For more information on ACI Security Domains and Roles visit here:

For our Read-Write-All shell profile we want to assign admin privileges to all objects. To do this we will use the following AVPair:

shell:domains=all/admin/

all refers to the all ACI Security Domain, and admin refers to the admin role in ACI.

Our shell profile configuration for Read-Write-All will look like such:
Screen Shot 2018-05-12 at 3.40.01 PM.png

Make sure to click Add and Submit for the changes to be applied.

For our aci_readonly shell profile we will use AVPair shell:domains=all//read-all

Our shell profile configuration for ReadOnly-All will look like such:
Screen Shot 2019-04-13 at 12.00.16 PM.png

This will give read only access to any objects in the all ACI Security Domain using the read-all role.

For more information on AVPair syntax and including users in more than one domain visit here.

Note: You will see a lot of ACI TACACS and RADIUS documentation with a UNIX ID defined in the AVPair, such as:
shell:domains=all/read-all(16001)

You do NOT want to define the UNIX ID. Doing so can cause permission issues and usernames to be mismatched. A UNIX ID will be dynamically assigned by ACI and verified that a UNIX ID is not already in use by another user.

The final step in the ACS configuration is to create the Device Administration Authorization Policy to tie together all the ACS policies we previously created. The first step in tying all our policies together is to create the Access Service. To create the Access Service navigate to the following ACS web GUI path:
Access Policies -> Access Services -> Create
Screen Shot 2018-05-20 at 9.28.42 PM.png

For our purposes we will call our Access Service ACI Access Service and select User Selected Service Type and set it to Device Administration:
Screen Shot 2019-04-13 at 12.03.49 PM.png

Next we need to select the Allowed Protocols. In our prior ACI configuration we selected to use PAP authentication, so we will select that here. You will want to choose the same Access Service Authentication Protocol as you did earlier in the ACI TACACS Provider Configuration. Our Allowed Protocols configuration will look like such:
Screen Shot 2018-05-20 at 9.38.50 PM.png

After clicking Finish you will be prompted to modify the Service Selection policy:
Screen Shot 2018-05-20 at 9.39.43 PM.png
You will want to select Yes. After selecting Yes you will need to actually create the Service Selection Rule. You should be automatically redirected to the area in the GUI where the Service Selection Rule is created, however if not, below is the ACS web GUI path to create the Service Selection Rule:
Access Policies -> Access Services -> Service Selection Rules -> Create
Screen Shot 2018-05-20 at 9.42.55 PM.png

For our purposes we will call our Service Selection Rule ACI Service Selection. From here we will want to set the status to Enabled, the Protocol to Tacacs and set the Service to our recently created Access Service ACI Access Service. Our configuration will look like the following:
Screen Shot 2019-04-13 at 12.06.36 PM.png

Select OK and Save Changes to commit the configuration. You should see your newly created Service Selection Rule in the list:
Screen Shot 2018-05-20 at 10.13.43 PM.png

We will need to move ACI Service Selection up to the very top of the the Rule List, since we need our specific rule to be hit first. If we do not move it to the top, it will hit Rule-2 which will cause a failed login. To move ACI Service Selection to the top, check the box and use the arrow to move it to the very top:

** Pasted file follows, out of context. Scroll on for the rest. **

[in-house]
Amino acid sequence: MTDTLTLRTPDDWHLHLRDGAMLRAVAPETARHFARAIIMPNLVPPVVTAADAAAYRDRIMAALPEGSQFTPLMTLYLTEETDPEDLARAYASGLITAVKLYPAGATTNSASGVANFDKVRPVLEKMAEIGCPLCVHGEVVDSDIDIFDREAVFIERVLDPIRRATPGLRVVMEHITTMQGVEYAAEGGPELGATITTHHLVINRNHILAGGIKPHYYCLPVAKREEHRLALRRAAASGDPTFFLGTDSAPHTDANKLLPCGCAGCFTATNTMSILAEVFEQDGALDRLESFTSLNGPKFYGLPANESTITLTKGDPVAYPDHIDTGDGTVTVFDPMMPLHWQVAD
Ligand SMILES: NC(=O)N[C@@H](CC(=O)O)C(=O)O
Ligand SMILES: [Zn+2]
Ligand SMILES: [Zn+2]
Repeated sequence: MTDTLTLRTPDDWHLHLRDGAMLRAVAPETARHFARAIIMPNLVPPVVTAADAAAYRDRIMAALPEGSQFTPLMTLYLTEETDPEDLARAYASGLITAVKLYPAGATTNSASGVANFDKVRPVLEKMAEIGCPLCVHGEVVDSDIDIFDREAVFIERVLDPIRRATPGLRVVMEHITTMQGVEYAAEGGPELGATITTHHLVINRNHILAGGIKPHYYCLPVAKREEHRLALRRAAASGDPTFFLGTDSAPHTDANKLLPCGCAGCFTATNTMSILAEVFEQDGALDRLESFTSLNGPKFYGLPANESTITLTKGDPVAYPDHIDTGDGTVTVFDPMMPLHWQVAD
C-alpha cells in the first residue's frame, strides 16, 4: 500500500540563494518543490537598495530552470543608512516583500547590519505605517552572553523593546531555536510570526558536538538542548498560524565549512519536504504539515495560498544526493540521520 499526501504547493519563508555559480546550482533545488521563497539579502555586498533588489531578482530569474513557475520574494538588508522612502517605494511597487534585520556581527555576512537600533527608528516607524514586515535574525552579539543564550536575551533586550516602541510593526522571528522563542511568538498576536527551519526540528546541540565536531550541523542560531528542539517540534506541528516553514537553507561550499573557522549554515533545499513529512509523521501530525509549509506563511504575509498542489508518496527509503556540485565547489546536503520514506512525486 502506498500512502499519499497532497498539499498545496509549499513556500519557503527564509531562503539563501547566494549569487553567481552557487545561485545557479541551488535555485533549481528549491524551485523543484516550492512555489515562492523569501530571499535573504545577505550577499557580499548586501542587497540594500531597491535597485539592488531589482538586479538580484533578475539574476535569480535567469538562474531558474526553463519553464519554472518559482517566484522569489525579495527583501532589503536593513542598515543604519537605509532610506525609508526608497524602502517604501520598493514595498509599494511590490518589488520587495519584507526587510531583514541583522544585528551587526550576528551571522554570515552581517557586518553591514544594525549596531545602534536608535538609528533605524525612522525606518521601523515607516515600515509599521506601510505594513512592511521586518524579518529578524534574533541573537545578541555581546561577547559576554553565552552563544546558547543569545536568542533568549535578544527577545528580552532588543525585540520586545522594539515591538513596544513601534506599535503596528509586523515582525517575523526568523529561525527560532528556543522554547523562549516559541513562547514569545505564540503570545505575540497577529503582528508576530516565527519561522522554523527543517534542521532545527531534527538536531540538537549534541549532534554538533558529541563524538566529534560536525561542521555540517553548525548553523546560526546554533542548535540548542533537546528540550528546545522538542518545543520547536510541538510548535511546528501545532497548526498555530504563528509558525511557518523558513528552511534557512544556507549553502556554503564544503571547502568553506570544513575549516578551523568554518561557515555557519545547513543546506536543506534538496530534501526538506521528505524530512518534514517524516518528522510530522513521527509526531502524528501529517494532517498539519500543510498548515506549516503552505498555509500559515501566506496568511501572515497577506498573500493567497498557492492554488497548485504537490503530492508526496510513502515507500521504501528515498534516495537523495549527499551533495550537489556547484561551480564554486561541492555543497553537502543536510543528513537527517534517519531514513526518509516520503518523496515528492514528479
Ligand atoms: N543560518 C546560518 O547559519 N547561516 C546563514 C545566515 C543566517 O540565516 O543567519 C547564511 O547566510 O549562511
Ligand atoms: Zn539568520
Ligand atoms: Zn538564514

Screen Shot 2019-04-13 at 12.07.57 PM.png

Select Save Changes to commit the configuration.

Next we need to configure our new Access Service ACI Service Selection to use our local user internal Identity Source. To set the correct Identity Source navigate to the following ACS web GUI path:
Access Policies -> Access Services -> YOUR_ACCESS_SERVICE_HERE -> Identity
Screen Shot 2019-04-13 at 12.25.30 PM.png

From here set the Identity Source to Internal Users:
Screen Shot 2019-04-13 at 12.28.27 PM.png

Select Save Changes to commit the configuration.

The last ACS configuration is to create an Authorization Policy for our ACI Access Service policy. The purpose of these Authorization Rules is to apply a specific Shell Profile to a specific Identity Group consisting of users. To create the Authorization Policy navigate to the following ACS web GUI path:
Access Policies -> Access Services -> YOUR_ACCESS_SERVICE_HERE -> Authorization -> Create
Screen Shot 2018-05-20 at 10.20.00 PM.png

Here we will create two rules, Read-Write-All-Rule and ReadOnly-All-Rule.

Below is the following configuration for Read-Write-All-Rule:
Screen Shot 2019-04-13 at 12.33.50 PM.png

Below is the following configuration for ReadOnly-All-Rule:
Screen Shot 2019-04-13 at 12.35.36 PM.png

Select OK to submit your configuration and select Save Changes to commit the configuration.

You should now be able to login with users and verify that the correct permissions are given from the configured Shell Profile.

Configuring TACACS Policies in ISE 2.0:

Configuration Overview:
* Create Network Device Location
* Create Network Device Type
* Create Network Device
* Create Identity Group
* Create Local Identities
* Create TACACS Profile with AVPair
* Create TACACS Admin Policy Set

The first step in the ISE TACACS configuration is to create the Network Device Location to help categorize where our devices are located. To create the Network Device Location navigate to the following ISE web GUI path:
Administration -> Network Resources -> Network Device Groups -> Groups -> All Locations -> Add
Screen Shot 2018-05-29 at 7.06.53 PM.png

From here we can go ahead and assign a name to our Device Location.
Screen Shot 2018-05-29 at 7.08.41 PM.png

After submitting our changes, the next step is to create the Network Device Type. To do this navigate to the following ISE web GUI path:
Administration -> Network Resources -> Network Device Groups -> Groups -> All Device Types -> Add
Screen Shot 2018-05-29 at 7.11.57 PM.png